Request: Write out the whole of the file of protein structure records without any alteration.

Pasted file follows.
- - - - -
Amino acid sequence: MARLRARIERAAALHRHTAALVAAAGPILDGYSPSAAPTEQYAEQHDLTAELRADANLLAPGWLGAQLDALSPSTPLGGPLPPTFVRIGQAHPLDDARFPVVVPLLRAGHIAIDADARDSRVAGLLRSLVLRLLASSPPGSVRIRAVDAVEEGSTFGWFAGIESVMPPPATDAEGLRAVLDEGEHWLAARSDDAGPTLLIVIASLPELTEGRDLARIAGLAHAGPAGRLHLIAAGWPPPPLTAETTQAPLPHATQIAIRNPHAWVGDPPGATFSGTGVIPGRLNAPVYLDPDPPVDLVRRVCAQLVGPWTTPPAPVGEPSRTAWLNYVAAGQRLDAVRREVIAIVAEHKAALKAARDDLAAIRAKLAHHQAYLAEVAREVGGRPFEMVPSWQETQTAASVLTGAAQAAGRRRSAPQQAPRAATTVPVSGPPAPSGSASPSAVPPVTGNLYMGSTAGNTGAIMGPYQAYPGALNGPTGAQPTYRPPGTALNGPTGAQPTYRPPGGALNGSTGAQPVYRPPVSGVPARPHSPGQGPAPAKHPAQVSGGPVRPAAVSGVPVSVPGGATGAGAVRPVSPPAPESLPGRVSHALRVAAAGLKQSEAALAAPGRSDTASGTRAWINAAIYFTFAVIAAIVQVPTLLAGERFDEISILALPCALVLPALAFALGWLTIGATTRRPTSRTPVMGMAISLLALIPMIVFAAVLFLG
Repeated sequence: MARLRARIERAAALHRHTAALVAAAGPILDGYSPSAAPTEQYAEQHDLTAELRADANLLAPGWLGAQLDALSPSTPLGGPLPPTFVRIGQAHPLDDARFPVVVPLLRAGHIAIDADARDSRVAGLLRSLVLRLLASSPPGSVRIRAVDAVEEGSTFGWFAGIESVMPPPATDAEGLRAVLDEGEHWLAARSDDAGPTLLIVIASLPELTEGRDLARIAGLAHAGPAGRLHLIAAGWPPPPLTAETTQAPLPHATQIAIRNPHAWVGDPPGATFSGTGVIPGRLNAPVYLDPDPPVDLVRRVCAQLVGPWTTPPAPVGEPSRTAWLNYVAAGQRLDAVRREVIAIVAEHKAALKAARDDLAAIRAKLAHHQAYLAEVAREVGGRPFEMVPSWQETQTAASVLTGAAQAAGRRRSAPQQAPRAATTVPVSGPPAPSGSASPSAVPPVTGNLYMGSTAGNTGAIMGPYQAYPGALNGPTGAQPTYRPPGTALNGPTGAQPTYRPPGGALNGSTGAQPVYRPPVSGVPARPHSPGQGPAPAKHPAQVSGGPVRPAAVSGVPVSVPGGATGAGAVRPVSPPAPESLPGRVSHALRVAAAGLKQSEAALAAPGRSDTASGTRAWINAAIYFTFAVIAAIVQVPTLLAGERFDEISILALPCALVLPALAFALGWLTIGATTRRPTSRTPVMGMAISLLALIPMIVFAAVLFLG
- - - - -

Amino acid sequence: MARLRARIERAAALHRHTAALVAAAGPILDGYSPSAAPTEQYAEQHDLTAELRADANLLAPGWLGAQLDALSPSTPLGGPLPPTFVRIGQAHPLDDARFPVVVPLLRAGHIAIDADARDSRVAGLLRSLVLRLLASSPPGSVRIRAVDAVEEGSTFGWFAGIESVMPPPATDAEGLRAVLDEGEHWLAARSDDAGPTLLIVIASLPELTEGRDLARIAGLAHAGPAGRLHLIAAGWPPPPLTAETTQAPLPHATQIAIRNPHAWVGDPPGATFSGTGVIPGRLNAPVYLDPDPPVDLVRRVCAQLVGPWTTPPAPVGEPSRTAWLNYVAAGQRLDAVRREVIAIVAEHKAALKAARDDLAAIRAKLAHHQAYLAEVAREVGGRPFEMVPSWQETQTAASVLTGAAQAAGRRRSAPQQAPRAATTVPVSGPPAPSGSASPSAVPPVTGNLYMGSTAGNTGAIMGPYQAYPGALNGPTGAQPTYRPPGTALNGPTGAQPTYRPPGGALNGSTGAQPVYRPPVSGVPARPHSPGQGPAPAKHPAQVSGGPVRPAAVSGVPVSVPGGATGAGAVRPVSPPAPESLPGRVSHALRVAAAGLKQSEAALAAPGRSDTASGTRAWINAAIYFTFAVIAAIVQVPTLLAGERFDEISILALPCALVLPALAFALGWLTIGATTRRPTSRTPVMGMAISLLALIPMIVFAAVLFLG
Repeated sequence: MARLRARIERAAALHRHTAALVAAAGPILDGYSPSAAPTEQYAEQHDLTAELRADANLLAPGWLGAQLDALSPSTPLGGPLPPTFVRIGQAHPLDDARFPVVVPLLRAGHIAIDADARDSRVAGLLRSLVLRLLASSPPGSVRIRAVDAVEEGSTFGWFAGIESVMPPPATDAEGLRAVLDEGEHWLAARSDDAGPTLLIVIASLPELTEGRDLARIAGLAHAGPAGRLHLIAAGWPPPPLTAETTQAPLPHATQIAIRNPHAWVGDPPGATFSGTGVIPGRLNAPVYLDPDPPVDLVRRVCAQLVGPWTTPPAPVGEPSRTAWLNYVAAGQRLDAVRREVIAIVAEHKAALKAARDDLAAIRAKLAHHQAYLAEVAREVGGRPFEMVPSWQETQTAASVLTGAAQAAGRRRSAPQQAPRAATTVPVSGPPAPSGSASPSAVPPVTGNLYMGSTAGNTGAIMGPYQAYPGALNGPTGAQPTYRPPGTALNGPTGAQPTYRPPGGALNGSTGAQPVYRPPVSGVPARPHSPGQGPAPAKHPAQVSGGPVRPAAVSGVPVSVPGGATGAGAVRPVSPPAPESLPGRVSHALRVAAAGLKQSEAALAAPGRSDTASGTRAWINAAIYFTFAVIAAIVQVPTLLAGERFDEISILALPCALVLPALAFALGWLTIGATTRRPTSRTPVMGMAISLLALIPMIVFAAVLFLG